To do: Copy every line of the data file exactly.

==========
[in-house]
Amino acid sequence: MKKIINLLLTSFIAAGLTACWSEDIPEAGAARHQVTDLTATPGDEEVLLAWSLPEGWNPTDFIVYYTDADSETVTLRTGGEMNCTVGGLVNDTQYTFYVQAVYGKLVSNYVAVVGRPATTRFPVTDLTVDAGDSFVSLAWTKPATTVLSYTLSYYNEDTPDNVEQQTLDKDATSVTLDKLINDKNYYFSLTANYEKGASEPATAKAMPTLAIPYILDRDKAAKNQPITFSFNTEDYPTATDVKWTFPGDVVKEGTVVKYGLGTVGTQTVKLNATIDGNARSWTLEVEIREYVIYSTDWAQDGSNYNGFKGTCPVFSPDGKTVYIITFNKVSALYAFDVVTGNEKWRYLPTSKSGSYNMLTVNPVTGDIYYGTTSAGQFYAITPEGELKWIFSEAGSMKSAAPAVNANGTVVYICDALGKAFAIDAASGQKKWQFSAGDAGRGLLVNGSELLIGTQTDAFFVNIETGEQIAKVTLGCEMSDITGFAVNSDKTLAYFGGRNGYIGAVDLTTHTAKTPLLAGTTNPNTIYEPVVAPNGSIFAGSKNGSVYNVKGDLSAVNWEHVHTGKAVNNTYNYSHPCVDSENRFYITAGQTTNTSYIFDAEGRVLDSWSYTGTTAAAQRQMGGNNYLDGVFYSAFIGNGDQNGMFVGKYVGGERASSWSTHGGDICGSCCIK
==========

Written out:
[in-house]
Amino acid sequence: MKKIINLLLTSFIAAGLTACWSEDIPEAGAARHQVTDLTATPGDEEVLLAWSLPEGWNPTDFIVYYTDADSETVTLRTGGEMNCTVGGLVNDTQYTFYVQAVYGKLVSNYVAVVGRPATTRFPVTDLTVDAGDSFVSLAWTKPATTVLSYTLSYYNEDTPDNVEQQTLDKDATSVTLDKLINDKNYYFSLTANYEKGASEPATAKAMPTLAIPYILDRDKAAKNQPITFSFNTEDYPTATDVKWTFPGDVVKEGTVVKYGLGTVGTQTVKLNATIDGNARSWTLEVEIREYVIYSTDWAQDGSNYNGFKGTCPVFSPDGKTVYIITFNKVSALYAFDVVTGNEKWRYLPTSKSGSYNMLTVNPVTGDIYYGTTSAGQFYAITPEGELKWIFSEAGSMKSAAPAVNANGTVVYICDALGKAFAIDAASGQKKWQFSAGDAGRGLLVNGSELLIGTQTDAFFVNIETGEQIAKVTLGCEMSDITGFAVNSDKTLAYFGGRNGYIGAVDLTTHTAKTPLLAGTTNPNTIYEPVVAPNGSIFAGSKNGSVYNVKGDLSAVNWEHVHTGKAVNNTYNYSHPCVDSENRFYITAGQTTNTSYIFDAEGRVLDSWSYTGTTAAAQRQMGGNNYLDGVFYSAFIGNGDQNGMFVGKYVGGERASSWSTHGGDICGSCCIK